On World Bicycle Day, a teenager in Odisha took us back to history of bicycles with matchsticks. Saswat Ranjan Sahoo, 18, an artist from Puri, made an 1870 model of a penny-farthing bicycle, using 3,653 matchsticks. The bicycle is 50 inches in length and 25 inches wide. "It took me seven days to prepare this model," the teenager was quoted by news agency ANI as saying. The penny-farthing bicycle was commonly used in the 1870s and '80s.
"When I was studying in school, I saw this bicycle and was immediately attracted to it. I wanted to own such a bicycle but this type of bicycle is not available in our locality. So, I thought I must make this bicycle on the occasion of World Bicycle Day," Saswat Ranjan Sahoo said.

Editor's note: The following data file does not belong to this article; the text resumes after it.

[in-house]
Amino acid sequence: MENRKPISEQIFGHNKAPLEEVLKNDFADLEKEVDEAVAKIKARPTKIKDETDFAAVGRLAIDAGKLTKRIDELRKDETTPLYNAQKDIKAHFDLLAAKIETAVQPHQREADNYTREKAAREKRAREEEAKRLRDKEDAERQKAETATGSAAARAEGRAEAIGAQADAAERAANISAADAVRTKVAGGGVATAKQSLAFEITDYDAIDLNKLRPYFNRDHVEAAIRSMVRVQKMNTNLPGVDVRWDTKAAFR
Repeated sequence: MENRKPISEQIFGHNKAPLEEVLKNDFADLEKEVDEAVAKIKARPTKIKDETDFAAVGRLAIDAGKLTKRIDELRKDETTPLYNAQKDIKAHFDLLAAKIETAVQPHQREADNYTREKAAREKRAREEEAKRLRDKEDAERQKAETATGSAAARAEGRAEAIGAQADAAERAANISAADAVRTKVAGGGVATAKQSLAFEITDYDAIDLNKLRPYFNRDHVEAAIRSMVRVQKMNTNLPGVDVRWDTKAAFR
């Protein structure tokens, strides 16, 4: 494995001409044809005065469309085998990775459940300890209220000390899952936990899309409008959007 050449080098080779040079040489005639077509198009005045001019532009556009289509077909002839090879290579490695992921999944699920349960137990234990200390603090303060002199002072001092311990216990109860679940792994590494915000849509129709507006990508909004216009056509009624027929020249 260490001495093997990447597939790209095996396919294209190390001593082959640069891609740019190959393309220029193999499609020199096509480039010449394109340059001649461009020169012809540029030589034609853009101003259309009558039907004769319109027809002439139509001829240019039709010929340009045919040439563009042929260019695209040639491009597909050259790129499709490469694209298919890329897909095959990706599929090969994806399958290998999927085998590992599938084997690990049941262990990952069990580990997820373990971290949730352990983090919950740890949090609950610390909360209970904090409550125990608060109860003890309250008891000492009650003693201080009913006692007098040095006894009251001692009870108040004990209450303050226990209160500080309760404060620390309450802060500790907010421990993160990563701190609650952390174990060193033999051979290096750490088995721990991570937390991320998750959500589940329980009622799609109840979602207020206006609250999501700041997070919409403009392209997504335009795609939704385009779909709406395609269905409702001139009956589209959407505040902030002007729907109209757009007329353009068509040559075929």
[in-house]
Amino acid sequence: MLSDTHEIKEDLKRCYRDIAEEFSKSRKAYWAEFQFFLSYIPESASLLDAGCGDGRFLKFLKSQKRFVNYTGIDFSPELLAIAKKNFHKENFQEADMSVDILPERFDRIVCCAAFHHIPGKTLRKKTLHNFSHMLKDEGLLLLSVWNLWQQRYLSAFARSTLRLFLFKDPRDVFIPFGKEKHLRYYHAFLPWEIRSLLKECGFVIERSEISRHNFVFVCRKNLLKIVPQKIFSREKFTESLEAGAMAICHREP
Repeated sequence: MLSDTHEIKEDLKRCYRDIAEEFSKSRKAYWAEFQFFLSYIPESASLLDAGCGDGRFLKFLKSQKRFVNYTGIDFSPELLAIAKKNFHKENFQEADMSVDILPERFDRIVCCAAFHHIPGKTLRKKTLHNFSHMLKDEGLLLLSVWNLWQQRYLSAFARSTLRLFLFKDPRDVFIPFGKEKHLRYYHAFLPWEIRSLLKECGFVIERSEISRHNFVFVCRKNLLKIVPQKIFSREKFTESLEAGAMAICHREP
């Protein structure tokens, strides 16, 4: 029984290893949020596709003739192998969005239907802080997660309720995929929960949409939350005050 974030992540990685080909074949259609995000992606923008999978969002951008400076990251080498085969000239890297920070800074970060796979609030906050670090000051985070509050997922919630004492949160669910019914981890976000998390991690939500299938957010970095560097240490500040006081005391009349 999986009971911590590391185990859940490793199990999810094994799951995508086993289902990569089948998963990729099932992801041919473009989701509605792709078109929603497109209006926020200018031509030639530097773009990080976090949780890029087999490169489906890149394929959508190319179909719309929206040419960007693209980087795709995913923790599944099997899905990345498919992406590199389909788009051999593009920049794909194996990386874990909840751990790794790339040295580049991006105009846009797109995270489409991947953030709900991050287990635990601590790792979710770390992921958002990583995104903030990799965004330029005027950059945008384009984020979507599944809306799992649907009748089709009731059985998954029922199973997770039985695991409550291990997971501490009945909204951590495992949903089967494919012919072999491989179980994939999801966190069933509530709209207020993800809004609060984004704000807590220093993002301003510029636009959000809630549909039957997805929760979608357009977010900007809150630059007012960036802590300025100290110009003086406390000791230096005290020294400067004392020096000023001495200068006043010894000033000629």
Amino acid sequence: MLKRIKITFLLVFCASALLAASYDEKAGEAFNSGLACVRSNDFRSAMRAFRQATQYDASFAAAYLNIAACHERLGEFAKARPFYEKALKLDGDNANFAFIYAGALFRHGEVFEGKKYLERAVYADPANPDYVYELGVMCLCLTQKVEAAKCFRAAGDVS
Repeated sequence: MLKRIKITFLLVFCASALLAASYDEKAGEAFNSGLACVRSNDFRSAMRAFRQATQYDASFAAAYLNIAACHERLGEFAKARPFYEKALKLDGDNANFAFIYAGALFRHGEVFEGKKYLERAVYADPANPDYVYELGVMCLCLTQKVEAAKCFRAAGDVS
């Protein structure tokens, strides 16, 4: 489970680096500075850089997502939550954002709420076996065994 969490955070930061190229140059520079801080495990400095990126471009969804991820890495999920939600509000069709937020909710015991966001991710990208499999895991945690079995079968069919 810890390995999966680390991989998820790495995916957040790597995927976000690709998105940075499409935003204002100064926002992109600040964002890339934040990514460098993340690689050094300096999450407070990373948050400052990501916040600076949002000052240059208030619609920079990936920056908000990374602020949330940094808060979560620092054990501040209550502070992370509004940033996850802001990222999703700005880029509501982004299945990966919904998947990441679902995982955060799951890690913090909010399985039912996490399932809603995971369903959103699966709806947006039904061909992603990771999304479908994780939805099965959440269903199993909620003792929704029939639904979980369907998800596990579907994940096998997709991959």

People are increasingly using bicycles to stay fit as cycling is one of the best exercises for all age groups. Bicycle are also eco-friendly and so the teenager went back to history of bicycles and made the penny-farthing model to raise awareness about bicycles.
Do you know why this model is called a penny-farthing bicycle? The name came from the British penny and farthing coins, the former being larger than the latter. The bicycle looked like the two coins when placed one after another.
Karl von Drais, a German baron, built a steerable, two-wheeled contraption in 1817. This was similar to the penny-farthing bicycle. According to the history.com, in 1885, an Englishman John Kemp Starley, perfected the design. It had wheels of the same size and a chain drive. More innovations followed and the bicycle got its brakes and tires, and the "basic template" of what we see as the modern bicycle.